The History of Leith

May 21, 2012

The leith Races

In 1763, on the 28th February, a thirty-guinea
purse was run for by Cartouch, a chestnut horse,
belonging to Lord Aberdour, Colonel of the old
Scots 17th Light Dragoons, a bay colt, belonging to
Francis Charteris of Amisfield, and a mare, belonging
to Macdowal of Castlesemple. The colt won.
In the following month, His Majesty’s plate of a
hundred guineas, was won, against several other
horses, by Dunce, a chestnut, belonging to Charteris
of Amisfield.
On the 4th March, the city purse of thirty
guineas was won by a bay colt, belonging to the
latter, against two English horses.
” List of horses booked for His Majesty’s purse
of 100 guineas, to be run for over the sands of
Leith, ist July, 1771 . . . 2gth June, appeared
William Sowerby, servant to Major Lawrie, and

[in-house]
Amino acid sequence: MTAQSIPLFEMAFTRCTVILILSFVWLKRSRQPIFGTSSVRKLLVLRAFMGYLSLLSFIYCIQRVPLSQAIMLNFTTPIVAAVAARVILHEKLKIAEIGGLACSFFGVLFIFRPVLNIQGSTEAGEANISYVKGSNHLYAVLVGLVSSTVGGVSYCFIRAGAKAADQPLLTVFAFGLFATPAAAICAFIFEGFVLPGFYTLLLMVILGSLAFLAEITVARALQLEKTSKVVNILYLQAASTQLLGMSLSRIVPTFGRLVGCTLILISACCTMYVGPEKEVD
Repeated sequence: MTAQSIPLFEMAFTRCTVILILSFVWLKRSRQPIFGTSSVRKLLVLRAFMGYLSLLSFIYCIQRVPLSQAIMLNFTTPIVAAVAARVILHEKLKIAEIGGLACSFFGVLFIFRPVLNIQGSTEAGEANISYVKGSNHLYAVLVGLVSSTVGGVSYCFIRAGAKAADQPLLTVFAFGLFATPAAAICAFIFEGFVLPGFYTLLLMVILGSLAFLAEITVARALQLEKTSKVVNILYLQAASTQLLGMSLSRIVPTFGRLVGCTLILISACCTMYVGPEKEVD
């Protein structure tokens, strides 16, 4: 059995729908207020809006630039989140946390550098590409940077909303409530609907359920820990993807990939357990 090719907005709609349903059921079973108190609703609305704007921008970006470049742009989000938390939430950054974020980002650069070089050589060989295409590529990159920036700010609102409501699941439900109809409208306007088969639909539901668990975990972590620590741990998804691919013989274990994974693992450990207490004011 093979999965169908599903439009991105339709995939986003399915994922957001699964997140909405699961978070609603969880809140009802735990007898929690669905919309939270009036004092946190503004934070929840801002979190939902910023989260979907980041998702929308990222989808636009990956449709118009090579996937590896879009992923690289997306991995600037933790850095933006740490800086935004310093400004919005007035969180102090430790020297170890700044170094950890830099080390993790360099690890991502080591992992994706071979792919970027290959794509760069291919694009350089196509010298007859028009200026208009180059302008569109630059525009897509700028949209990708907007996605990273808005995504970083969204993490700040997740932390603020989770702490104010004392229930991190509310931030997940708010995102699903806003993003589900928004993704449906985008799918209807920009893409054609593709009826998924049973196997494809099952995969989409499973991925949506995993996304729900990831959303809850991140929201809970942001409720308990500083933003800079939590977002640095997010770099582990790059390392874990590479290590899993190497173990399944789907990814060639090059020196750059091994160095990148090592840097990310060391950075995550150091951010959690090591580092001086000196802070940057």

entered a bay horse called ‘ Young Mirza ;’ rider,
said Wm.; livery crimson; and produced certificate,
dated at Lowther Hall, signed by Edward Halls,
dated 24th May, 1770, bearing the said horse to
be no more than four years old last grass. . . .
Appeared the Right Hon. the Earl of Kellie, entered
‘ Lightfoot.’ Appeared Sir Archibald Hope,
Bart, (of Pinkie), entered ‘ Monkey.’ ” Mirza won
the purse.
For the race advertised for a pool of £60 and
upwards, the Duke of Buccleuch, who signed the
articles, marked ^80, to be paid in money, not
plate. ” Compeared, Mr. James Rannie, merchant
in Leith, and entered a bay horse, ‘ Cockspur,’ belonging
to His Grace the Dukeof Buccleuch.” Itwon.
The Duke of Hamilton and the Earl of Eglinton
repeatedly entered horses (says Robertson);
and in 1777 the former gave the 100 guineas won
to aid in the construction of the Observatory on
the Calton Hill.
In the Scots Magazine for 1774 we find noted
the appearance at these races of the Count de
Fernanunez, ” attended by the Chevalier Comaric,”
then on a tour through Scotland.
In 1816 the races were transferred to the Links
of Musselburgh permanently, for the sake of the
ground, which should be smooth turf; and though
attempts were made in 1839 and 1840 to revive
them again at Leith, they proved abortive.

source-Old and New Edinburgh

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